I’m feeling a bit like the prodigal son’s older brother today after reading Max Boot’s opinion piece in the Washington Post. In it, the former Republican tells us the true history of the 20th and 21st century Republican Party. Turns out that the GOP has often come down hard on moderates like Eisenhower, instead pushing itself further and further right, not in defense of noble ideals like equal opportunity or service to the nation or individual responsibility but out of “racism, extremism, conspiracy-mongering, isolationism and know-nothingism.” This is all new to Boot, who apparently never bothered to read a book by someone who disagreed with his earlier view or else instantly dismissed it as liberal claptrap.
Boot, who served as a foreign policy advisor to three presidents, including the one who got us into the War on Terror, feels like Donald Trump was the surprise ending to Republican politics. Since his election, Boot has been reviewing the movie “to find the clues you missed the first time around” and he finds that, lo and behold, the clues were there all along. Goldwater was a nutjob. Nixon’s Southern Strategy was about racism. Phyllis Schlafly was a conspiracy theorist. (He’s almost on the verge of seeing that she’s an anti-Semite, but he’s not quite there.)
Above, Max Boot. Dear God, let me never be so confident about my uninformed opinions, and, if I am, give me friends who kindly help me do my homework.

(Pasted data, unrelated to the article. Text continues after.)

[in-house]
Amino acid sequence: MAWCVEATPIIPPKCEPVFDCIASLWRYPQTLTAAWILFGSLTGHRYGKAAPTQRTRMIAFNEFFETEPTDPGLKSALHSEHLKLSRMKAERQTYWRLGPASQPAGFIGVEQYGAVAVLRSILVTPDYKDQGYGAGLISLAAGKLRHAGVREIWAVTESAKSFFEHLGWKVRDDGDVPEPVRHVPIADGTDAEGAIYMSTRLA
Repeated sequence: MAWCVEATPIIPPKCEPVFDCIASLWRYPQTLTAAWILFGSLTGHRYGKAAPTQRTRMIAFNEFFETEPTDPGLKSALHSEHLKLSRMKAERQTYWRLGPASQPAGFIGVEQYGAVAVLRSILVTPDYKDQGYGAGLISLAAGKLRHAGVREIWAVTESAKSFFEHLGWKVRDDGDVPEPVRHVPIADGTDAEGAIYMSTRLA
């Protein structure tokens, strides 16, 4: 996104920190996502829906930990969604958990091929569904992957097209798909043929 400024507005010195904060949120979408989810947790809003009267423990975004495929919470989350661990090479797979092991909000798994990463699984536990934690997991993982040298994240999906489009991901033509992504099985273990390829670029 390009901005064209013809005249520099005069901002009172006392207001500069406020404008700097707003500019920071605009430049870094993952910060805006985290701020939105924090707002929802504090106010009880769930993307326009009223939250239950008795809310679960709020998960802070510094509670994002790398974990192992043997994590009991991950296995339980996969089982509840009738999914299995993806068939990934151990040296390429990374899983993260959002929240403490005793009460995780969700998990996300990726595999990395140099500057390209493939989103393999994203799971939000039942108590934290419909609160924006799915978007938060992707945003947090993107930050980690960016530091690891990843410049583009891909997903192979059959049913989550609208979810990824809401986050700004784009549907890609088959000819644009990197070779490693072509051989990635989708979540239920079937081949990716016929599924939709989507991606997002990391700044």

I’m grateful, truly, that Boot has come to see things he couldn’t see before. He admits that he didn’t want to see them. (“It’s amazing how little you can see when your eyes are closed!”) I understand that the difficulty of facing facts that don’t align with how you want reality to be. What I don’t understand is why anyone else let him rise to a position of authority, given his apparent lack of curiosity about or ambition to investigate the history of the political party he argued for as a matter of his profession. Boot isn’t an armchair observer; he is a writer with a national audience (with a new book out about how he was mistaken–so, still making money off his mistakes!). Yet, by his own admission, he hadn’t even read the writing of his heroes. (“I used to think Goldwater’s reputation as an extremist was a liberal libel. Reading his actual words — something I had not done before — reveals that he really was an extremist.” Yes, Max, you should read the original sources.)
So, yeah, I’m glad he changed his mind. I’m dismayed that he did so little work to understand his own party but felt so confident about his right to a national stage that he pursued it anyway. This is what we mean by “mediocre white men.” If you don’t do the homework, I don’t think you should get a national stage–and I don’t think you should get to admit your laziness in a national newspaper and get accolades for it.